Another incredibly strong signal is a history of collaboration on GitHub. If a junior data scientist has contributed bugs to open source projects, that is a strong signal that they understand a model of collaboration that is valuable and almost directly transferable to most data science organizations. Submitting issues to open source project maintainers, with reproducible examples, and in a perfect scenario with pull requests (even if they are incomplete and rejected) nearly always guarantees that a junior data scientist will receive a callback to further the discussion. This is someone who understands enough about programming that they have made it past the activation energy.

Analyze data when the goals and metrics are not explicit or time boxed.

Finally, a junior data scientist who has completed an analysis independently, and has produced quality artifacts and compelling narrative and findings is a top tier candidate. Data science suffers an ambiguity that many are uncomfortable operating in. Except in the most advanced organizations, data scientists often have to find their own way around complex poorly documented data sources, with ambiguous goals and feedback loops, which often confound and obscure signal and any insights. A data scientist who has taken a public dataset and leveraged it in a non-intuitive way to elucidate some previously obscured insight is valuable. I look for curious people who have taken datasets, and outside of the schema of a course or top-down initiative, found time to build an analysis, clean data, find features, train models, and communicate something interesting. The “golden example” of such a thing (though he is far from a junior data scientist) would be something like David Robinson’s analysis of Trump’s tweets on Android/iPhone devices. This required collection of a dataset and nontrivial analysis, and yet it provided some wonderful insights. A blog post of this nature, a GitHub project or a Domino analysis shows me that you were able to deliver a data driven insight independently. As a junior data scientist hopefully you will be in a position to receive mentorship and direction, so you won’t be in a position where you have to generate all your own activation energy, however knowing you can be trusted to do so independently is a powerful hiring signal.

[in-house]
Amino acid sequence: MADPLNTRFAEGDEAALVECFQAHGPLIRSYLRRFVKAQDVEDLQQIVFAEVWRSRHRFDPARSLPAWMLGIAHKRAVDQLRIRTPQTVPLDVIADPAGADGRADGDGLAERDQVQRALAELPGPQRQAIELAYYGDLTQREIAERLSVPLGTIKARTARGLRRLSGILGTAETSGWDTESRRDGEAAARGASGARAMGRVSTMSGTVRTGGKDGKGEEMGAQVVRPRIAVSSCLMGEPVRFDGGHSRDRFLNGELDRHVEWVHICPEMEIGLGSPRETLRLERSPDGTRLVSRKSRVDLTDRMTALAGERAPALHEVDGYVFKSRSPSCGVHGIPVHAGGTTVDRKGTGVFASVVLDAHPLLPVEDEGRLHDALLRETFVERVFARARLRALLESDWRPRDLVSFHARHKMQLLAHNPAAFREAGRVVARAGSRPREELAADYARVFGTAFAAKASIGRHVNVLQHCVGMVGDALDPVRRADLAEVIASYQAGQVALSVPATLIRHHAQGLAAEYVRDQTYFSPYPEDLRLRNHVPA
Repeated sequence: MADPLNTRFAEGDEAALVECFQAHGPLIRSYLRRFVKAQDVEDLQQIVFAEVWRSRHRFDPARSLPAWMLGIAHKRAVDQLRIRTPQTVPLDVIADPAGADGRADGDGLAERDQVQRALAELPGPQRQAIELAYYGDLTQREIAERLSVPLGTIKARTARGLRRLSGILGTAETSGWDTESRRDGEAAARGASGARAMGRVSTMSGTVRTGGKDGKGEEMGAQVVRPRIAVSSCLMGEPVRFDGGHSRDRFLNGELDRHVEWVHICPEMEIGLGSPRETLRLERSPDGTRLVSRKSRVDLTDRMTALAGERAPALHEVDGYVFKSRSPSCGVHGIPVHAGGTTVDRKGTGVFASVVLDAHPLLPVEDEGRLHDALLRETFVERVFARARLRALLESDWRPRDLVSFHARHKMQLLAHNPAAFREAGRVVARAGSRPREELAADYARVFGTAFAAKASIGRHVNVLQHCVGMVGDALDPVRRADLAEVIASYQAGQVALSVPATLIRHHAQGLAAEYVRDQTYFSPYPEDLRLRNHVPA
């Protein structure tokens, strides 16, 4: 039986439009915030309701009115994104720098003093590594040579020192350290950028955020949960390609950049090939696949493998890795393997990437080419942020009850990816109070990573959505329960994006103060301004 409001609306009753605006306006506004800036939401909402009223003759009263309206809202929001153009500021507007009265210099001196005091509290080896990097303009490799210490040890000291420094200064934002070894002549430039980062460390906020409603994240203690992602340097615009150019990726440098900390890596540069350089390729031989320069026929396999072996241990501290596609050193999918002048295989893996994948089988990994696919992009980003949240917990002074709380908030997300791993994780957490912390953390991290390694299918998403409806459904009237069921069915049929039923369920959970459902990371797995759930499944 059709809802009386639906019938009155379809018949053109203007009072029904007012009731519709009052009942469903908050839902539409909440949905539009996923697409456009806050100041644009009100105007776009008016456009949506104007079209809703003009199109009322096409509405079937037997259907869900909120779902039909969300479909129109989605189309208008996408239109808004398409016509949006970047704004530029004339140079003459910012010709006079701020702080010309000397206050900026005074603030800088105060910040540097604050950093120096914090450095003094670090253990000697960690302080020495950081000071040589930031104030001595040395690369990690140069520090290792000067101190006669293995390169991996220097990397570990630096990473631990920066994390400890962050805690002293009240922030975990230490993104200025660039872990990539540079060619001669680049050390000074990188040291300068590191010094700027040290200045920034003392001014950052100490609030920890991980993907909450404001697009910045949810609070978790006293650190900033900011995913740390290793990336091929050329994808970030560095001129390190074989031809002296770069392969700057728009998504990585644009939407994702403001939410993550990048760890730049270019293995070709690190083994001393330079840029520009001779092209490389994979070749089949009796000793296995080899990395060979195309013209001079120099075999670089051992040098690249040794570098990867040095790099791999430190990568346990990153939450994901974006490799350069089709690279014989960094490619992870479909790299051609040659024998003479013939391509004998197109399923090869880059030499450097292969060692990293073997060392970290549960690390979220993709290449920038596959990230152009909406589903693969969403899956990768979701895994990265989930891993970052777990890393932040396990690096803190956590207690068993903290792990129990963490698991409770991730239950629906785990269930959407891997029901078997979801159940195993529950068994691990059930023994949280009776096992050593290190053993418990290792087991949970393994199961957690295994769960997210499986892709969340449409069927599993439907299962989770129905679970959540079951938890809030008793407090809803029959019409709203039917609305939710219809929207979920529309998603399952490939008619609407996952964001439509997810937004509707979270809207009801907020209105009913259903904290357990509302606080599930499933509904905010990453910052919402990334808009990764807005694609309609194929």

Conclusion

I think we have reached a stage in data science hiring where there is a preponderance of junior talent attempting to make the transition. However, due to a mismatch in expectations from academic and bootcamp programs, and sadly hyperbolic market signals as to the nature and quantity of these jobs, the ratio of candidates to candidates-who-will-succeed is not great. I want signals that let me know that you will be productive in the things that they don’t teach you in school. I want to know that you understand how to be independent, how to write code, and how to drive to insights when everyone is busy and no one has time to help mentor you. A masters degree or a bootcamp certification are all signals that I will take into account, but neither is make-or-break. For me, it’s everything else around your CV that motivates me to take the conversation further.

Originally posted here